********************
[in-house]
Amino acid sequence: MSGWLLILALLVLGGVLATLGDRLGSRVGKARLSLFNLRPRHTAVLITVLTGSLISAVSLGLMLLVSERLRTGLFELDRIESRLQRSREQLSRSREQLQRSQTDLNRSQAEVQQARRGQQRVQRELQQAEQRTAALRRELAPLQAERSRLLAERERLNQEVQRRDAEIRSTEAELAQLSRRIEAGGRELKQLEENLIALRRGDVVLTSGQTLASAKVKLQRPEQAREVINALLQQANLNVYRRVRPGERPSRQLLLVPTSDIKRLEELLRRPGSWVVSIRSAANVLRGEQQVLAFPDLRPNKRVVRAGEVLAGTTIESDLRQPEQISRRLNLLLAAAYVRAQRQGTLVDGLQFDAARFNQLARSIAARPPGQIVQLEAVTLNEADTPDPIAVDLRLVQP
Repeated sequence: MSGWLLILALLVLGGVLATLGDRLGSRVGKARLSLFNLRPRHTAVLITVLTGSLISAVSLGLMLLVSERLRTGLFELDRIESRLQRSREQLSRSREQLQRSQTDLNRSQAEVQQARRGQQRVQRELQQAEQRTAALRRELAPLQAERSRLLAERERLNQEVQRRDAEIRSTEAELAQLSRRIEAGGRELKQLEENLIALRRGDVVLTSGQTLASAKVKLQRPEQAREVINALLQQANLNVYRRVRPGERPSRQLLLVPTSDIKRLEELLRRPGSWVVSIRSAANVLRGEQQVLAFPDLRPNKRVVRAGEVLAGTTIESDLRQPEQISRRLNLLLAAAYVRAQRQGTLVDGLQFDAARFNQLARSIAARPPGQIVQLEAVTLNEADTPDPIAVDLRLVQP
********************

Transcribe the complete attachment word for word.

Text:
[in-house]
Amino acid sequence: MSGWLLILALLVLGGVLATLGDRLGSRVGKARLSLFNLRPRHTAVLITVLTGSLISAVSLGLMLLVSERLRTGLFELDRIESRLQRSREQLSRSREQLQRSQTDLNRSQAEVQQARRGQQRVQRELQQAEQRTAALRRELAPLQAERSRLLAERERLNQEVQRRDAEIRSTEAELAQLSRRIEAGGRELKQLEENLIALRRGDVVLTSGQTLASAKVKLQRPEQAREVINALLQQANLNVYRRVRPGERPSRQLLLVPTSDIKRLEELLRRPGSWVVSIRSAANVLRGEQQVLAFPDLRPNKRVVRAGEVLAGTTIESDLRQPEQISRRLNLLLAAAYVRAQRQGTLVDGLQFDAARFNQLARSIAARPPGQIVQLEAVTLNEADTPDPIAVDLRLVQP
Repeated sequence: MSGWLLILALLVLGGVLATLGDRLGSRVGKARLSLFNLRPRHTAVLITVLTGSLISAVSLGLMLLVSERLRTGLFELDRIESRLQRSREQLSRSREQLQRSQTDLNRSQAEVQQARRGQQRVQRELQQAEQRTAALRRELAPLQAERSRLLAERERLNQEVQRRDAEIRSTEAELAQLSRRIEAGGRELKQLEENLIALRRGDVVLTSGQTLASAKVKLQRPEQAREVINALLQQANLNVYRRVRPGERPSRQLLLVPTSDIKRLEELLRRPGSWVVSIRSAANVLRGEQQVLAFPDLRPNKRVVRAGEVLAGTTIESDLRQPEQISRRLNLLLAAAYVRAQRQGTLVDGLQFDAARFNQLARSIAARPPGQIVQLEAVTLNEADTPDPIAVDLRLVQP